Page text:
Until she was suddenly hit in the back of the head with a handle - followed by an amused duet of hearty laughter, then punched in the face and pushed off the ship without a second thought.


Tommy fell into the ocean that night. 

Unable to register what the hell just happened - her primal instinct began to scream - her brain telling her that she is in the water. And by utter luck, Tommy does not know how to swim. Tommy pulls out a small knife and stabs it into the side of the ship, beginning to scream and beg for Gaia's mercy, hoping someone have heard her panicked screeches over the bullets and blades - her elvish dialect swerving in from time to time while she clung on for dear life as the tides drowned her again and again, struggling to keep up with the pace of the Wet Dog.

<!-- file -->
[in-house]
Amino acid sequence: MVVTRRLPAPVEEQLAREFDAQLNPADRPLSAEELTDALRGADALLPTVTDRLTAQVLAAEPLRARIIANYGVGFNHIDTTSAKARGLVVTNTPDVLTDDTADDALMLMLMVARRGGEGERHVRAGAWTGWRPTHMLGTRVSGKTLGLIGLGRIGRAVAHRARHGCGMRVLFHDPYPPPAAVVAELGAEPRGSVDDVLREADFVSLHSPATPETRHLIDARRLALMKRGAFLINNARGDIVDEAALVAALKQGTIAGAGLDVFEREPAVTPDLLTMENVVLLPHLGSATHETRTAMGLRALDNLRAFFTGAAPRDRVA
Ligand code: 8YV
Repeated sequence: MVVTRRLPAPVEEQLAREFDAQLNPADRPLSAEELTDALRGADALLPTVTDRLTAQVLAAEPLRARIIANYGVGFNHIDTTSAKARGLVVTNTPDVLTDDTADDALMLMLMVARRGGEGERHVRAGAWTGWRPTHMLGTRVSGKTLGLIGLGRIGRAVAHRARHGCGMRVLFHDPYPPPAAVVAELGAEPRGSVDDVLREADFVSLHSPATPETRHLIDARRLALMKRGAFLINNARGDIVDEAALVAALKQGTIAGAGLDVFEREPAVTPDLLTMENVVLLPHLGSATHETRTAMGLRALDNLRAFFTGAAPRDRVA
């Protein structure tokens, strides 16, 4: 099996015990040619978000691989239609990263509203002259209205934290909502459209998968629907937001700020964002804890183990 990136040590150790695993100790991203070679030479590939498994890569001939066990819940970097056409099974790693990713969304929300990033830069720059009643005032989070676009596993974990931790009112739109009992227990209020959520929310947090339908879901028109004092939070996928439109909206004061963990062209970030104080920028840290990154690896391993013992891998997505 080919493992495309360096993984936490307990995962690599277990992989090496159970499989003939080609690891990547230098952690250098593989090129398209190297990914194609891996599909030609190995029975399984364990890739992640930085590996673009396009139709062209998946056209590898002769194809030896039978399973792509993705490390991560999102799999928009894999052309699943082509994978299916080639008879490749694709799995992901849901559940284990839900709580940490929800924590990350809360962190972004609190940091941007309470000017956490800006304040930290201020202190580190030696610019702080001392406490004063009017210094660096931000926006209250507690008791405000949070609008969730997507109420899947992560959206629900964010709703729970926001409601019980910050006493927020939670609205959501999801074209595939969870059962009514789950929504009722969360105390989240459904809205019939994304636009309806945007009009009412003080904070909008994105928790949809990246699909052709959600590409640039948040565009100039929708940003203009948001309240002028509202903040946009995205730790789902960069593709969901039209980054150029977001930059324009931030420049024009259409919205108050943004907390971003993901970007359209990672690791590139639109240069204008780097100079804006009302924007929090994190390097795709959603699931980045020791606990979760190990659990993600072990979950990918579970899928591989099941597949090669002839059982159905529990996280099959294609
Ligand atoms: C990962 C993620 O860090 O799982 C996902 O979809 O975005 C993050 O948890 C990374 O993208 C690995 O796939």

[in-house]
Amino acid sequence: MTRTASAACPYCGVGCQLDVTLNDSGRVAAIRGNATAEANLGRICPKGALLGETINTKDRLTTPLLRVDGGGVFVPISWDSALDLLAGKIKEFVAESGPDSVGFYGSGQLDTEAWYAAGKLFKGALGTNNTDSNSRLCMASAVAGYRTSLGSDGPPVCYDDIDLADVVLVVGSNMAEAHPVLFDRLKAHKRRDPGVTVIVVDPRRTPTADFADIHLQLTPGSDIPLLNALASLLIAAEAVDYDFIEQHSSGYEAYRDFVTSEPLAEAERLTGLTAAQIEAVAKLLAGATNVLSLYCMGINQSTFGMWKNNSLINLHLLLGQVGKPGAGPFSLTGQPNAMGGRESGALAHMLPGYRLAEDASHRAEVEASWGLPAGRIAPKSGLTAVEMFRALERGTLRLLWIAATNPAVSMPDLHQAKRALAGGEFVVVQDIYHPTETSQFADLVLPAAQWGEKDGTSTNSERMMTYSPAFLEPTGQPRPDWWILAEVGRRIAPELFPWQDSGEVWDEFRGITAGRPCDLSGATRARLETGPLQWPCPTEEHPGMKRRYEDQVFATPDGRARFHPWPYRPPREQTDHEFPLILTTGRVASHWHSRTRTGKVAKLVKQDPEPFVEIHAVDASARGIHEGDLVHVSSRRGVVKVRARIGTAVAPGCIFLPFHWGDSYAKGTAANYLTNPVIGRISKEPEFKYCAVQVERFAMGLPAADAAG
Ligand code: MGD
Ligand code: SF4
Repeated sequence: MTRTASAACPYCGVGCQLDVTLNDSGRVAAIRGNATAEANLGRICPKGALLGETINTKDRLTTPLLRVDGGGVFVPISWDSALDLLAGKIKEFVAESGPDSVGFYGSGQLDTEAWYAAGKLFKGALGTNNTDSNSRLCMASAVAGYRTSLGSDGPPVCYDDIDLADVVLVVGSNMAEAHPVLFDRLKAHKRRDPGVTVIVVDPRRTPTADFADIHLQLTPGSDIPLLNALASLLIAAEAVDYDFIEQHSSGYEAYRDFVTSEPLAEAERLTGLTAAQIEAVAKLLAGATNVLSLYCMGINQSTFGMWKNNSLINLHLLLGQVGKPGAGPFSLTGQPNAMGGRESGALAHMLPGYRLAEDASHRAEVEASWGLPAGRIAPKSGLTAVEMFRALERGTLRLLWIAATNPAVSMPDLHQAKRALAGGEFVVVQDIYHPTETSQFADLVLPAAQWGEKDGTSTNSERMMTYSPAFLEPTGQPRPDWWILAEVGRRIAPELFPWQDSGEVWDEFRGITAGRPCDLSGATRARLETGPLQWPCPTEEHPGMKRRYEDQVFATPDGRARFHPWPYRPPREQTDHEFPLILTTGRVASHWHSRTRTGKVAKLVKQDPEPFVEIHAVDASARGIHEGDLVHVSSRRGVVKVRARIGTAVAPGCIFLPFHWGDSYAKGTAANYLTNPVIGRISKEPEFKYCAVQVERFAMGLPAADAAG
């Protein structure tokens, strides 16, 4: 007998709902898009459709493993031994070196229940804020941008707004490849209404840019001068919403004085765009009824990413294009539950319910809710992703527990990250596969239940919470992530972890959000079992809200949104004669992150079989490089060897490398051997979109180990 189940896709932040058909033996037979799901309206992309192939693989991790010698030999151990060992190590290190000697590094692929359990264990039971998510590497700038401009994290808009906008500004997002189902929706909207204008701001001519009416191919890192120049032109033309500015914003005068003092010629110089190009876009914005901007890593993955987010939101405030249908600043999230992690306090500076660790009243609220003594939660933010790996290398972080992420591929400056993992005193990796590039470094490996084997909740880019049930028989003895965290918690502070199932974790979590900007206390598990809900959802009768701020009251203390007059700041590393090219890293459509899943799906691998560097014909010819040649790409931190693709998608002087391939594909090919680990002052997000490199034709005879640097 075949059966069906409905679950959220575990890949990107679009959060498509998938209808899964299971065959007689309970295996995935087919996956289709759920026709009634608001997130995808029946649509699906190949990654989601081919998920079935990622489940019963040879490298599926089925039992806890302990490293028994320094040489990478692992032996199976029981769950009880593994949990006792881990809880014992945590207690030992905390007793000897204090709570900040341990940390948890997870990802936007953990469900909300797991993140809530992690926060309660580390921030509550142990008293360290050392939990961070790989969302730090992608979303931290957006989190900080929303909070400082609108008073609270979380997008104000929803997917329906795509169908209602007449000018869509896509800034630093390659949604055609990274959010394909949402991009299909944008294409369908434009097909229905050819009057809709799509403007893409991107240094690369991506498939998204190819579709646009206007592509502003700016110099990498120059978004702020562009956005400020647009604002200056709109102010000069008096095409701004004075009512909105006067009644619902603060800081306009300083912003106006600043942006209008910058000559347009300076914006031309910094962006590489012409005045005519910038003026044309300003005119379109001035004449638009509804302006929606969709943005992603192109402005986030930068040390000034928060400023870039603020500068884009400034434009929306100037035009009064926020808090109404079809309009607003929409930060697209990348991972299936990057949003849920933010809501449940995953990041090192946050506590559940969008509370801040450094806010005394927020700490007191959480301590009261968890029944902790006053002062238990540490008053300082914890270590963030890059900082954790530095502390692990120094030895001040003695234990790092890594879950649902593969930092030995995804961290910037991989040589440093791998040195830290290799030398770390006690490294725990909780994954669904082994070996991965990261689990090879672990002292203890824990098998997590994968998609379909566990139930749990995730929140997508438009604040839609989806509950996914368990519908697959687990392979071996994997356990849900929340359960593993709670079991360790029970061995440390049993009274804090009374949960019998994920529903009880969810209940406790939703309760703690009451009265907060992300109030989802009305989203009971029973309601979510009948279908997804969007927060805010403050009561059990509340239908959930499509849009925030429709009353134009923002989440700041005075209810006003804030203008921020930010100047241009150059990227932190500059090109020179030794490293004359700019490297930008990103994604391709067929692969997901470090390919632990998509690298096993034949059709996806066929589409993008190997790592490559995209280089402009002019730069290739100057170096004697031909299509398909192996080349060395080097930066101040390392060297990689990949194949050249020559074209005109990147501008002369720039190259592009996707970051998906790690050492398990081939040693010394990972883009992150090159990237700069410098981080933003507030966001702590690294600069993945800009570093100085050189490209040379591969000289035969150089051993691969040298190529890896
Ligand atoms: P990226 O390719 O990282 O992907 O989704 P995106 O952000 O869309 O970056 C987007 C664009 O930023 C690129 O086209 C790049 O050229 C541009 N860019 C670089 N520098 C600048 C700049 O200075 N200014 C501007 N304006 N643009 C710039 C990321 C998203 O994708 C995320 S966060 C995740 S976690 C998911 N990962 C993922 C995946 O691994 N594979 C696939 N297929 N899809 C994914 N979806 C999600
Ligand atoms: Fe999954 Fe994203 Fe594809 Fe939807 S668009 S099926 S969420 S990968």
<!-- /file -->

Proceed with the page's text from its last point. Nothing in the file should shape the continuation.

Meanwhile, Ares was still out cold.

Edited by SweetCyanide